Reproductive Services

Reproductive Testing

At Budget Vet we have a very strong interest in canine reproduction.  We offer a wide variety of services geared specifically towards reproductive health and success in dogs. They are as follows:

Same Day Progesterone Testing

We offer in-house, same day testing for canine progesterone. This is used in combination with vaginal cytology to predict the ideal time to breed your dog for a successful pregnancy.  The combination of the two tests is $90, which is less than most clinics charge for progesterone alone. Progesterone testing is also used to predict the correct time to perform a c-section in at risk females.

Brucellosis Testing

The brucellosis test costs $65. Brucellosis is a contagious disease transmitted during breeding that will end the breeding career of the female and may require euthanasia in the male. We encourage Brucellosis testing on all animals used in breeding. 

Breeding Soundness Exam

This exam is $100 and includes collection and microscopic evaluation of semen.

Ultrasound for Pregnancy Detection

This test is $75 and can be done as early as 30 days.  Please note: it is not accurate for counting the number of pups.

X-Ray for Pregnancy Detection

$115 for two views.  This is the most accurate manner to count pups and predict difficult natural birth.  Dog must be a minimum of 47 days pregnant to detect puppies on x-ray.

Insemination

Surgical Insemination

We offer surgical insemination in dogs. Progesterone level is required, either here or within 24 hours prior at another veterinary clinic. This does not include to cost to collect a male dog. If collection is required, the male must be present at the time of insemination. The cost for semen collection is $100 and includes a microscopic examination of semen quality prior to insemination. The female will not be sedated until semen quality is verified. We also check the semen of any sample provided to us. Cost for surgical insemination is $300.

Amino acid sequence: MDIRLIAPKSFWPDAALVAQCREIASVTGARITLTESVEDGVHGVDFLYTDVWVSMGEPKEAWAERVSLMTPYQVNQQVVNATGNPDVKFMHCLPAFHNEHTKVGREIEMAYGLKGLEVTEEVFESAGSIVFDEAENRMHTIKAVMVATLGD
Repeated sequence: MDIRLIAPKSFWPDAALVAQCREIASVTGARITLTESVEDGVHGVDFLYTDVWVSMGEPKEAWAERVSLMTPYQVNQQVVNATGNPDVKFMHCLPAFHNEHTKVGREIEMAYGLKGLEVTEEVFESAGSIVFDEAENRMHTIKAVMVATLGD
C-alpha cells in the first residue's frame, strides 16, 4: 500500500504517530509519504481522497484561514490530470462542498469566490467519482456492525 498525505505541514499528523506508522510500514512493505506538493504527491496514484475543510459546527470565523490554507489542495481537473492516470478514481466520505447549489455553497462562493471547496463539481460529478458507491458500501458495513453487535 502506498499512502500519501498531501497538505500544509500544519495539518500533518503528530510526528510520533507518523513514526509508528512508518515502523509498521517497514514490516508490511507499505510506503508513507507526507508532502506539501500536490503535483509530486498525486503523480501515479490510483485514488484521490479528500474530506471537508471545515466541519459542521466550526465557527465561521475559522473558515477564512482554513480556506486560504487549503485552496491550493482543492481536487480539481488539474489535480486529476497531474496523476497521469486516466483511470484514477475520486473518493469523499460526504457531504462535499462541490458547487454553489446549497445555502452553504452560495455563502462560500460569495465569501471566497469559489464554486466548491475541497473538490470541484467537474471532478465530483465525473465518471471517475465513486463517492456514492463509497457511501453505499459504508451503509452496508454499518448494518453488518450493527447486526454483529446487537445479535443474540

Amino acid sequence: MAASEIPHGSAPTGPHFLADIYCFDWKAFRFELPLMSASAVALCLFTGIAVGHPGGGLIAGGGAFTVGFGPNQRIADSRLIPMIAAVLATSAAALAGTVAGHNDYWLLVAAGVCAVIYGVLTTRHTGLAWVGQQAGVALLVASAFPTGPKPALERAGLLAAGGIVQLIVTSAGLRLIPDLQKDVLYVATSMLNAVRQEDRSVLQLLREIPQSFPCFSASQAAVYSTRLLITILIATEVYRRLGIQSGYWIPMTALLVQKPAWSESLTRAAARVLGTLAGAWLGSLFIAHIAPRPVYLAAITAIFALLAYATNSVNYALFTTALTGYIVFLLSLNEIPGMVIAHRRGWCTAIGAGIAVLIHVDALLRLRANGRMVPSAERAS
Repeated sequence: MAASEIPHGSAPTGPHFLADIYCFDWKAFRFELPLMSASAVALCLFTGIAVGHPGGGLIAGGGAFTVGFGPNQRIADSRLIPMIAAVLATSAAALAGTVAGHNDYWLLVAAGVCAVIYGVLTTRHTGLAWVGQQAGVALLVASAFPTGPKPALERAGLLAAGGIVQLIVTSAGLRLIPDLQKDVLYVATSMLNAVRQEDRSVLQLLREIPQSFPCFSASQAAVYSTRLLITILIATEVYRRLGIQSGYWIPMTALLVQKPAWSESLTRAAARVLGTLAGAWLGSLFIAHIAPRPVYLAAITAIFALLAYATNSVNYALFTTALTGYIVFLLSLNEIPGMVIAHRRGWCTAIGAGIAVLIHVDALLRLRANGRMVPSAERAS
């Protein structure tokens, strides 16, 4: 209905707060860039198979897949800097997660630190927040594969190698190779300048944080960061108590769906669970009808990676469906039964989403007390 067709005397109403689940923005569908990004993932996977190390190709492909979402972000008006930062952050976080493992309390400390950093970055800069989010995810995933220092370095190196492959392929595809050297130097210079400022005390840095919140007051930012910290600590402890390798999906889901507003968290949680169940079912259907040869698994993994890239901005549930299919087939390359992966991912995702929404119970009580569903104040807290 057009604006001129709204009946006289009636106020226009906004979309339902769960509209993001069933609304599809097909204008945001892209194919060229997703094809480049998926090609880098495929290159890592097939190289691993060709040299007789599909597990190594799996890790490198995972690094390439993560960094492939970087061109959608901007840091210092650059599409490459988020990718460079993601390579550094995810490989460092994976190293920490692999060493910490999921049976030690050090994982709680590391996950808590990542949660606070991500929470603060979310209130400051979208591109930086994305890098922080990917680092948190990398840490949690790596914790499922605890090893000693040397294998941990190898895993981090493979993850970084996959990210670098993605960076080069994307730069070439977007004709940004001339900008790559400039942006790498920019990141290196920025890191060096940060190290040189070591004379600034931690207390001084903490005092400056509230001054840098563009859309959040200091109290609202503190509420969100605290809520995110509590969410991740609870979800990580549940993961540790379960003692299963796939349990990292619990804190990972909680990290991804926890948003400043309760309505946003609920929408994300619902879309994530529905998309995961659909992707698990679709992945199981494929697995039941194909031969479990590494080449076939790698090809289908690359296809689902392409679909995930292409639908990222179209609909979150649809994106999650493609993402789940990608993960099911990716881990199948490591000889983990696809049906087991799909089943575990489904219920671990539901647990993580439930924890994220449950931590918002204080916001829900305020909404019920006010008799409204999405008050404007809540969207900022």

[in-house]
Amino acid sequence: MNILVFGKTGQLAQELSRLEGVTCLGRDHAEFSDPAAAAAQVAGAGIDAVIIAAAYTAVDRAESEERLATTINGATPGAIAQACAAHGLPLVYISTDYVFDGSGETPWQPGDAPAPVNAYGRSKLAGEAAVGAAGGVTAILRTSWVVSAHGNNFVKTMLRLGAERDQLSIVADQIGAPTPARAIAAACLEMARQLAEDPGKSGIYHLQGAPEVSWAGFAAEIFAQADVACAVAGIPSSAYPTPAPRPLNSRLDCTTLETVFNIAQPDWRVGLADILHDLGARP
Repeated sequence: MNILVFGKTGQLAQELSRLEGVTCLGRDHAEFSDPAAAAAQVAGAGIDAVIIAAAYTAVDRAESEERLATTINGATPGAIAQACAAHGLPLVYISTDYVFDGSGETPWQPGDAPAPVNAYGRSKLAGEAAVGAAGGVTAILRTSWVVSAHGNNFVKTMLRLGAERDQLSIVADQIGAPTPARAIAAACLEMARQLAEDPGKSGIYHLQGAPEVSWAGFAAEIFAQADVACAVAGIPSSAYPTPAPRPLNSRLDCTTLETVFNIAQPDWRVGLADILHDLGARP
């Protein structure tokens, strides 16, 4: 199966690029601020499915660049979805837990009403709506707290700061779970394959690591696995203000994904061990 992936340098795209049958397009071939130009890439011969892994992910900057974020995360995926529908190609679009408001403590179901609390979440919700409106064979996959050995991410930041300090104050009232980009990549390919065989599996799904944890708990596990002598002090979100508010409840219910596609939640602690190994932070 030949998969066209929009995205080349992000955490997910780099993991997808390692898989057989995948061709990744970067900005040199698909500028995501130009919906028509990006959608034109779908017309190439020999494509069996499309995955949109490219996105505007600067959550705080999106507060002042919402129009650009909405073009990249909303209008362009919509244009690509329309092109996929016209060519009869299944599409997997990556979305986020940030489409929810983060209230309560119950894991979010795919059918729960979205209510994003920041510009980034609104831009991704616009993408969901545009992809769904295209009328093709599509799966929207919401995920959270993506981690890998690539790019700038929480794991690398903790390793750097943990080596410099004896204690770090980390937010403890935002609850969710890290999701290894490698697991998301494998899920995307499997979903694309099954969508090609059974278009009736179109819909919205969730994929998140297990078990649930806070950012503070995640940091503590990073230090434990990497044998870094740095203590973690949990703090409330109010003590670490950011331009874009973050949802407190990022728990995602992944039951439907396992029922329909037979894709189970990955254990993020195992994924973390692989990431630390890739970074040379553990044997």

Artificial Insemination

Artificial insemination done without surgery is $100 with semen provided by owner. Collection of semen from stud dog and evaluation before insemination is $100. Stud fee is determined by the owner of the stud dog.

C-Sections

Budget Vet performs over 300 c-sections annually on all breeds of dogs. We mainly do c-sections on the Bully breeds, including French Bulldogs, English Bulldogs, American Bullies and Pugs. We are used to the unique anesthetic and surgical issues associated with these breeds. We tailor our anesthesia and surgical techniques to minimize danger to the mother and puppies. Dr Lassiter has performed over 1500 c-sections in her career and is very comfortable with both uncomplicated and complicated surgeries.

It is best to establish a relationship with us before the c-section. We much prefer looking at the female before labor and getting an idea about her breeding dates, etc. so we can plan for the c-section ahead of time. We only have one doctor currently. Although we do try to be available, one person can only do so much. If you do not establish a relationship with us, we may not be available when time for the c-section comes around.